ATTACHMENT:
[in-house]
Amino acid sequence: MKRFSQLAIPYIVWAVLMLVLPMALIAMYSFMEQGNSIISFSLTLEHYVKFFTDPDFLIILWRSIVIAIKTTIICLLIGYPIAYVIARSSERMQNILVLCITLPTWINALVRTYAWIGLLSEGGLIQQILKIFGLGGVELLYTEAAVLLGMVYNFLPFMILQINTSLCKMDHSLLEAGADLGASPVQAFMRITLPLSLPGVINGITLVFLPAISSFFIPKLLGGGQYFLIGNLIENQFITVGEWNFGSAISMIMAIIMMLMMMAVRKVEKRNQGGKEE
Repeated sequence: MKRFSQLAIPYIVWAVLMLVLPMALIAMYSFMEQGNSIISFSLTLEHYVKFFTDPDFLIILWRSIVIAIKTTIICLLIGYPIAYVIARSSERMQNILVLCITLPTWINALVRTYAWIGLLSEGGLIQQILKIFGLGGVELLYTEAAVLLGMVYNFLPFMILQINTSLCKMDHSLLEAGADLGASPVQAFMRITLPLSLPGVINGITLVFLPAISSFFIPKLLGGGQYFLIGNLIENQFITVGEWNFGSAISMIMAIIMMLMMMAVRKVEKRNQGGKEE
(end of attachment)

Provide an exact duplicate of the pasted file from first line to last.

[in-house]
Amino acid sequence: MKRFSQLAIPYIVWAVLMLVLPMALIAMYSFMEQGNSIISFSLTLEHYVKFFTDPDFLIILWRSIVIAIKTTIICLLIGYPIAYVIARSSERMQNILVLCITLPTWINALVRTYAWIGLLSEGGLIQQILKIFGLGGVELLYTEAAVLLGMVYNFLPFMILQINTSLCKMDHSLLEAGADLGASPVQAFMRITLPLSLPGVINGITLVFLPAISSFFIPKLLGGGQYFLIGNLIENQFITVGEWNFGSAISMIMAIIMMLMMMAVRKVEKRNQGGKEE
Repeated sequence: MKRFSQLAIPYIVWAVLMLVLPMALIAMYSFMEQGNSIISFSLTLEHYVKFFTDPDFLIILWRSIVIAIKTTIICLLIGYPIAYVIARSSERMQNILVLCITLPTWINALVRTYAWIGLLSEGGLIQQILKIFGLGGVELLYTEAAVLLGMVYNFLPFMILQINTSLCKMDHSLLEAGADLGASPVQAFMRITLPLSLPGVINGITLVFLPAISSFFIPKLLGGGQYFLIGNLIENQFITVGEWNFGSAISMIMAIIMMLMMMAVRKVEKRNQGGKEE